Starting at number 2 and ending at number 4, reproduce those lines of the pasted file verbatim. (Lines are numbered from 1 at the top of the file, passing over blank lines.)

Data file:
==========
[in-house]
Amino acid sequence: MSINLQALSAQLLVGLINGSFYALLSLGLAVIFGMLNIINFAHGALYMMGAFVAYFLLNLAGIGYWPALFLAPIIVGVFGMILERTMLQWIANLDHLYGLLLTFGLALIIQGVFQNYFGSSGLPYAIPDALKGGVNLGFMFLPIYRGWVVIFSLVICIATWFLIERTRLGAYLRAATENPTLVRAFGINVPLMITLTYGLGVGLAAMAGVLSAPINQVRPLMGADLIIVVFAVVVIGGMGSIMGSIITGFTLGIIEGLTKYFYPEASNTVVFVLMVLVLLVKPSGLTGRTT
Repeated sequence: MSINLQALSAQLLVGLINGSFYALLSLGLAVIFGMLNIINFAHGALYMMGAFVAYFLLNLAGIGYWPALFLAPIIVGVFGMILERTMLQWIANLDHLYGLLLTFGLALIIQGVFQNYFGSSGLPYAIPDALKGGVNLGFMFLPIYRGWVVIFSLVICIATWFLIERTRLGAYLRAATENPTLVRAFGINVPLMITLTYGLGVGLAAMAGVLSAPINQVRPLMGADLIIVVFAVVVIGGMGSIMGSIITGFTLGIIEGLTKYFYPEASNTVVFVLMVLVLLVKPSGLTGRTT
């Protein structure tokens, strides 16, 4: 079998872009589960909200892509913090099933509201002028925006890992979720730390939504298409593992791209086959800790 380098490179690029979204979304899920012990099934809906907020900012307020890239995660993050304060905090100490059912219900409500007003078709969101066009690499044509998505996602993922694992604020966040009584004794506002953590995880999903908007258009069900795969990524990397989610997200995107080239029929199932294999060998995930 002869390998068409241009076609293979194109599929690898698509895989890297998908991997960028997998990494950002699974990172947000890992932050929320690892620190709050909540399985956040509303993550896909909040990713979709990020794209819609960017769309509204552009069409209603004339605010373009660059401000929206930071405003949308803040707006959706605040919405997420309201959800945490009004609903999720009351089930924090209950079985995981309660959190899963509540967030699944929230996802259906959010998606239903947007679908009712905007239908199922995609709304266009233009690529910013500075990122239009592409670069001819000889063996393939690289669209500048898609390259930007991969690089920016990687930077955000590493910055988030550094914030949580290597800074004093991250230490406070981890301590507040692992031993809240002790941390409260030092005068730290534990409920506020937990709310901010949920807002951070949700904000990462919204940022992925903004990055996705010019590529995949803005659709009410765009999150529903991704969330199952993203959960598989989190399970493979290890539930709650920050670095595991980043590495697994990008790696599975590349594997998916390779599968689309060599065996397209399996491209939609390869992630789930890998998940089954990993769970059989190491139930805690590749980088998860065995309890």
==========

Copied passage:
Amino acid sequence: MSINLQALSAQLLVGLINGSFYALLSLGLAVIFGMLNIINFAHGALYMMGAFVAYFLLNLAGIGYWPALFLAPIIVGVFGMILERTMLQWIANLDHLYGLLLTFGLALIIQGVFQNYFGSSGLPYAIPDALKGGVNLGFMFLPIYRGWVVIFSLVICIATWFLIERTRLGAYLRAATENPTLVRAFGINVPLMITLTYGLGVGLAAMAGVLSAPINQVRPLMGADLIIVVFAVVVIGGMGSIMGSIITGFTLGIIEGLTKYFYPEASNTVVFVLMVLVLLVKPSGLTGRTT
Repeated sequence: MSINLQALSAQLLVGLINGSFYALLSLGLAVIFGMLNIINFAHGALYMMGAFVAYFLLNLAGIGYWPALFLAPIIVGVFGMILERTMLQWIANLDHLYGLLLTFGLALIIQGVFQNYFGSSGLPYAIPDALKGGVNLGFMFLPIYRGWVVIFSLVICIATWFLIERTRLGAYLRAATENPTLVRAFGINVPLMITLTYGLGVGLAAMAGVLSAPINQVRPLMGADLIIVVFAVVVIGGMGSIMGSIITGFTLGIIEGLTKYFYPEASNTVVFVLMVLVLLVKPSGLTGRTT
């Protein structure tokens, strides 16, 4: 079998872009589960909200892509913090099933509201002028925006890992979720730390939504298409593992791209086959800790 380098490179690029979204979304899920012990099934809906907020900012307020890239995660993050304060905090100490059912219900409500007003078709969101066009690499044509998505996602993922694992604020966040009584004794506002953590995880999903908007258009069900795969990524990397989610997200995107080239029929199932294999060998995930 002869390998068409241009076609293979194109599929690898698509895989890297998908991997960028997998990494950002699974990172947000890992932050929320690892620190709050909540399985956040509303993550896909909040990713979709990020794209819609960017769309509204552009069409209603004339605010373009660059401000929206930071405003949308803040707006959706605040919405997420309201959800945490009004609903999720009351089930924090209950079985995981309660959190899963509540967030699944929230996802259906959010998606239903947007679908009712905007239908199922995609709304266009233009690529910013500075990122239009592409670069001819000889063996393939690289669209500048898609390259930007991969690089920016990687930077955000590493910055988030550094914030949580290597800074004093991250230490406070981890301590507040692992031993809240002790941390409260030092005068730290534990409920506020937990709310901010949920807002951070949700904000990462919204940022992925903004990055996705010019590529995949803005659709009410765009999150529903991704969330199952993203959960598989989190399970493979290890539930709650920050670095595991980043590495697994990008790696599975590349594997998916390779599968689309060599065996397209399996491209939609390869992630789930890998998940089954990993769970059989190491139930805690590749980088998860065995309890």